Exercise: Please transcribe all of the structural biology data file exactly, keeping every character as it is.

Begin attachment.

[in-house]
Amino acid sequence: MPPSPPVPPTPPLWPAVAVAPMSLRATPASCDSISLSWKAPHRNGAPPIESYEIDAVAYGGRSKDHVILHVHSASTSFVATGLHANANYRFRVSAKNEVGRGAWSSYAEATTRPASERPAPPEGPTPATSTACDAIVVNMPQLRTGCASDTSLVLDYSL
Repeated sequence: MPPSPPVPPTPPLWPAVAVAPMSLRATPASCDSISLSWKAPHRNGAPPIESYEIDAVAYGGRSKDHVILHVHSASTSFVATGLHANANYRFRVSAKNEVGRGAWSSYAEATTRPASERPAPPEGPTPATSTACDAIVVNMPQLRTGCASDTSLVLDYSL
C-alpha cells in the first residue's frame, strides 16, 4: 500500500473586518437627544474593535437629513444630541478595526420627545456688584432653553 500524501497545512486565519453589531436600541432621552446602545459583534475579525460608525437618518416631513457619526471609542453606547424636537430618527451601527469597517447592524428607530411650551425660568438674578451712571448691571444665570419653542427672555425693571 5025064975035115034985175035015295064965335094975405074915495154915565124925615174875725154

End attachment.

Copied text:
[in-house]
Amino acid sequence: MPPSPPVPPTPPLWPAVAVAPMSLRATPASCDSISLSWKAPHRNGAPPIESYEIDAVAYGGRSKDHVILHVHSASTSFVATGLHANANYRFRVSAKNEVGRGAWSSYAEATTRPASERPAPPEGPTPATSTACDAIVVNMPQLRTGCASDTSLVLDYSL
Repeated sequence: MPPSPPVPPTPPLWPAVAVAPMSLRATPASCDSISLSWKAPHRNGAPPIESYEIDAVAYGGRSKDHVILHVHSASTSFVATGLHANANYRFRVSAKNEVGRGAWSSYAEATTRPASERPAPPEGPTPATSTACDAIVVNMPQLRTGCASDTSLVLDYSL
C-alpha cells in the first residue's frame, strides 16, 4: 500500500473586518437627544474593535437629513444630541478595526420627545456688584432653553 500524501497545512486565519453589531436600541432621552446602545459583534475579525460608525437618518416631513457619526471609542453606547424636537430618527451601527469597517447592524428607530411650551425660568438674578451712571448691571444665570419653542427672555425693571 5025064975035115034985175035015295064965335094975405074915495154915565124925615174875725154